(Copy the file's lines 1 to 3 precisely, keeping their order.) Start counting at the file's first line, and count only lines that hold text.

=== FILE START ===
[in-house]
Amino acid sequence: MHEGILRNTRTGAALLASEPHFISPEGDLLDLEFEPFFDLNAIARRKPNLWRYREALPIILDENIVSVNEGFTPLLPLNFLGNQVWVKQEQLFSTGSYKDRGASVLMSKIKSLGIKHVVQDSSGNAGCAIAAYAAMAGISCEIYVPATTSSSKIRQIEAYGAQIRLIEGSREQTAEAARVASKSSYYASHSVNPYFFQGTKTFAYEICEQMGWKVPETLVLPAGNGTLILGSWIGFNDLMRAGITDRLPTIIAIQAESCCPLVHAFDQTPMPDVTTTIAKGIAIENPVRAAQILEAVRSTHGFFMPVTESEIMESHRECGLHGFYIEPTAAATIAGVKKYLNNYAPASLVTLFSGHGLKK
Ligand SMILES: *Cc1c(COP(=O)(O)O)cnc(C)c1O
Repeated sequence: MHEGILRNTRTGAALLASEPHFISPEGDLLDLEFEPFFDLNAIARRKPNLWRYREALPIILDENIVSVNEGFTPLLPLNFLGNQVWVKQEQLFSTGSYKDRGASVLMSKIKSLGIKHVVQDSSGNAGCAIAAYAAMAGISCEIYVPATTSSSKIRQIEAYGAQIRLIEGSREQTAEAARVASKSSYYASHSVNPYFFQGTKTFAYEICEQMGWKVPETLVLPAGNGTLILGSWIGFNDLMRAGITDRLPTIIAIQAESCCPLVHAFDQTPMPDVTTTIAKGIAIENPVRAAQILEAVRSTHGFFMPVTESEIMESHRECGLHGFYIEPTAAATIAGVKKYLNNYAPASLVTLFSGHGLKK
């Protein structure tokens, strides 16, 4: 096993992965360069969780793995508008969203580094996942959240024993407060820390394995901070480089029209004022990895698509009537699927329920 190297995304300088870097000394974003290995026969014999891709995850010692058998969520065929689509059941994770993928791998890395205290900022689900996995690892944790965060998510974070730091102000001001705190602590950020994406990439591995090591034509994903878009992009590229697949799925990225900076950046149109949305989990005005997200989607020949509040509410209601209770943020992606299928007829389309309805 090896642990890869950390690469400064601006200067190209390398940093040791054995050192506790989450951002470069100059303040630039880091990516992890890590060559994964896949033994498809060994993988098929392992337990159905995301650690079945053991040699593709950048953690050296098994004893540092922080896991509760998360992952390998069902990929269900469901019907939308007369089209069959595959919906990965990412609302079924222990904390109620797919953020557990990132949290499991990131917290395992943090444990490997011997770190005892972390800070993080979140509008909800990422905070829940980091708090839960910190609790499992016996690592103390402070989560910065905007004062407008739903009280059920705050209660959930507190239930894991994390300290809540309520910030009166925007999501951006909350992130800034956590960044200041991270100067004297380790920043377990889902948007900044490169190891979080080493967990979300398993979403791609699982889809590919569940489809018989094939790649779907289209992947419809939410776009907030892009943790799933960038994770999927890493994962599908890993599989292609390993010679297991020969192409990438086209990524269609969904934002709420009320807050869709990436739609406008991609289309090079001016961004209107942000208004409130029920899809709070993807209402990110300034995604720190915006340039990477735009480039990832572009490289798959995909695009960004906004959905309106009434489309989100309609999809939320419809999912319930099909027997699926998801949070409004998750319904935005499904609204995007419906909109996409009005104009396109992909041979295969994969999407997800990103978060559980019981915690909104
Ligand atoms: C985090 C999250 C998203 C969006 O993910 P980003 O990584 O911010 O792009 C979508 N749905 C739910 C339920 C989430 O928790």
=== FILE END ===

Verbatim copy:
[in-house]
Amino acid sequence: MHEGILRNTRTGAALLASEPHFISPEGDLLDLEFEPFFDLNAIARRKPNLWRYREALPIILDENIVSVNEGFTPLLPLNFLGNQVWVKQEQLFSTGSYKDRGASVLMSKIKSLGIKHVVQDSSGNAGCAIAAYAAMAGISCEIYVPATTSSSKIRQIEAYGAQIRLIEGSREQTAEAARVASKSSYYASHSVNPYFFQGTKTFAYEICEQMGWKVPETLVLPAGNGTLILGSWIGFNDLMRAGITDRLPTIIAIQAESCCPLVHAFDQTPMPDVTTTIAKGIAIENPVRAAQILEAVRSTHGFFMPVTESEIMESHRECGLHGFYIEPTAAATIAGVKKYLNNYAPASLVTLFSGHGLKK
Ligand SMILES: *Cc1c(COP(=O)(O)O)cnc(C)c1O